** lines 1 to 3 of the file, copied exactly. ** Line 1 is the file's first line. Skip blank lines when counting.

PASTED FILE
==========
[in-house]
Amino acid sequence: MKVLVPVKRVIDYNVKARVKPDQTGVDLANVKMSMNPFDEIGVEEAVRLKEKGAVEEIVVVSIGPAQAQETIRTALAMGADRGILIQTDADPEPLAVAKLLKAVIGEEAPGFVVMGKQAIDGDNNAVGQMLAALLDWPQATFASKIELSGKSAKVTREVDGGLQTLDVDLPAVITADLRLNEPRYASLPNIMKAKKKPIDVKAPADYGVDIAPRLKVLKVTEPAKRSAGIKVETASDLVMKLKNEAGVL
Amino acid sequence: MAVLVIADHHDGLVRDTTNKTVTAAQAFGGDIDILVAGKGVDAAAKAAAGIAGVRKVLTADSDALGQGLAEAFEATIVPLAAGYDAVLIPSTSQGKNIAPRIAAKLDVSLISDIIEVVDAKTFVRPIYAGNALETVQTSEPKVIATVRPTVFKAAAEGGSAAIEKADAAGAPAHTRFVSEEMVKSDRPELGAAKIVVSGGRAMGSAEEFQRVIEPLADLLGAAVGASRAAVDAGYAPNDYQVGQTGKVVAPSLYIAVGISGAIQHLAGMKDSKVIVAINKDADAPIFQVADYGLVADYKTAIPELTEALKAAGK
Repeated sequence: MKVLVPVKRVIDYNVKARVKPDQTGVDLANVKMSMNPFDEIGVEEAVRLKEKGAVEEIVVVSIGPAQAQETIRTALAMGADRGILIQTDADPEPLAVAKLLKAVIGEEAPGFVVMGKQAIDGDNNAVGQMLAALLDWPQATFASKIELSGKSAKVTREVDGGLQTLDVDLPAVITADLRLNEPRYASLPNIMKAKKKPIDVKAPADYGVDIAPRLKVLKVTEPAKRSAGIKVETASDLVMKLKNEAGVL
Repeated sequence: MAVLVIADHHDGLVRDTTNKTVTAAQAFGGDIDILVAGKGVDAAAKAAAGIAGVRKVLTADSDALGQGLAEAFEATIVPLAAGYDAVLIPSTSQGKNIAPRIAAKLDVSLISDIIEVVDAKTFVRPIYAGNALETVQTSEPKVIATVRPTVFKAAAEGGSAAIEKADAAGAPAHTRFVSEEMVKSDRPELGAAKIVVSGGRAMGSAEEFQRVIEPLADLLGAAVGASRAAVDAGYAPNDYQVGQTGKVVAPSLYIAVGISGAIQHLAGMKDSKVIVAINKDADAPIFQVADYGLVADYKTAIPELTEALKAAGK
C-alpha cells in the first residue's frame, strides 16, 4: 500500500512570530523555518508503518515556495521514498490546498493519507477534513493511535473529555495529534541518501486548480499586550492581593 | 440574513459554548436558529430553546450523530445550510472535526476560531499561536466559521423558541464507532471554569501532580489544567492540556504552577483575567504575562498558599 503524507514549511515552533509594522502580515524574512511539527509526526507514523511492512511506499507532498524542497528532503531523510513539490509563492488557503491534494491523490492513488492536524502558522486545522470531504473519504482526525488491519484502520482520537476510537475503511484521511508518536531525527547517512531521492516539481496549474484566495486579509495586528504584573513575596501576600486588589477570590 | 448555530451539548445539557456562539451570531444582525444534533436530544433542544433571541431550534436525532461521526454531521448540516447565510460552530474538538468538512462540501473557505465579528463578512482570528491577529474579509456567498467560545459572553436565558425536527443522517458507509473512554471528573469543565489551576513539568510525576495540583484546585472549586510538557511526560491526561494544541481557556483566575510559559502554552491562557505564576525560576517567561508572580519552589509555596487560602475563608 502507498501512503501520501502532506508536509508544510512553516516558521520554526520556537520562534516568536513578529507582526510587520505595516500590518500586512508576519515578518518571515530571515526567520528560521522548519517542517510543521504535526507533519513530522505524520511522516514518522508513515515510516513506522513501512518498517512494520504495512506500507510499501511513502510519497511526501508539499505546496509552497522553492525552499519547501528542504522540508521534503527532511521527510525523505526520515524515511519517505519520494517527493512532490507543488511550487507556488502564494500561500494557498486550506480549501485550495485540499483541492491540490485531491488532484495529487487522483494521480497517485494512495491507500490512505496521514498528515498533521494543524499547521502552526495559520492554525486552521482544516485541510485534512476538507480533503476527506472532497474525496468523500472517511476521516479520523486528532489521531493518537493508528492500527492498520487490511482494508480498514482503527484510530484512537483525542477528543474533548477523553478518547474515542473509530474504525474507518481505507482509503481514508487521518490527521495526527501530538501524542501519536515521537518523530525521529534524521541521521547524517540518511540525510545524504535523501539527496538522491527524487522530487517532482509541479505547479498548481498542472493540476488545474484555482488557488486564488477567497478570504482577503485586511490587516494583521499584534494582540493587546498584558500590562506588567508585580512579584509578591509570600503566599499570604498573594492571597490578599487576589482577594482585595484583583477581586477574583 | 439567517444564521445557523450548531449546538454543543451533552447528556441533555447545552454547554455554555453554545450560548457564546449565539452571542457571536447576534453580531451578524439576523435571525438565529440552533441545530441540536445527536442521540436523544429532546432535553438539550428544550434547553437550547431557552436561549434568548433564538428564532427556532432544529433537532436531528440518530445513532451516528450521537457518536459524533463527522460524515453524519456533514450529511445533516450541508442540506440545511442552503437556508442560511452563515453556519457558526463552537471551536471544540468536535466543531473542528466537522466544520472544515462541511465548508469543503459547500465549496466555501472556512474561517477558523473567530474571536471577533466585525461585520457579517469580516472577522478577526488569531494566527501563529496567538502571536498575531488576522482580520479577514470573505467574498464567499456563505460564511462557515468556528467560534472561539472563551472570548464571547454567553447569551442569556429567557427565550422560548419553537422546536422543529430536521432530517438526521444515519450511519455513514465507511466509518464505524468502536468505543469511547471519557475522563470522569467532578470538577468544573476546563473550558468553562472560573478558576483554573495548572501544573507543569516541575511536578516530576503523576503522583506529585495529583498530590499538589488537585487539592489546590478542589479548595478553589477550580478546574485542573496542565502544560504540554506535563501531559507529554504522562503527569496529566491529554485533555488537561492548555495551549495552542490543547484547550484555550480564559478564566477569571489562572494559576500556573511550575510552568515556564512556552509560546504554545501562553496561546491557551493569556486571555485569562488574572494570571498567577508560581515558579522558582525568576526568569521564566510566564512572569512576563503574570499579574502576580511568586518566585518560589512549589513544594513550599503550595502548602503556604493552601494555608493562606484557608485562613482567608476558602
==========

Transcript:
[in-house]
Amino acid sequence: MKVLVPVKRVIDYNVKARVKPDQTGVDLANVKMSMNPFDEIGVEEAVRLKEKGAVEEIVVVSIGPAQAQETIRTALAMGADRGILIQTDADPEPLAVAKLLKAVIGEEAPGFVVMGKQAIDGDNNAVGQMLAALLDWPQATFASKIELSGKSAKVTREVDGGLQTLDVDLPAVITADLRLNEPRYASLPNIMKAKKKPIDVKAPADYGVDIAPRLKVLKVTEPAKRSAGIKVETASDLVMKLKNEAGVL
Amino acid sequence: MAVLVIADHHDGLVRDTTNKTVTAAQAFGGDIDILVAGKGVDAAAKAAAGIAGVRKVLTADSDALGQGLAEAFEATIVPLAAGYDAVLIPSTSQGKNIAPRIAAKLDVSLISDIIEVVDAKTFVRPIYAGNALETVQTSEPKVIATVRPTVFKAAAEGGSAAIEKADAAGAPAHTRFVSEEMVKSDRPELGAAKIVVSGGRAMGSAEEFQRVIEPLADLLGAAVGASRAAVDAGYAPNDYQVGQTGKVVAPSLYIAVGISGAIQHLAGMKDSKVIVAINKDADAPIFQVADYGLVADYKTAIPELTEALKAAGK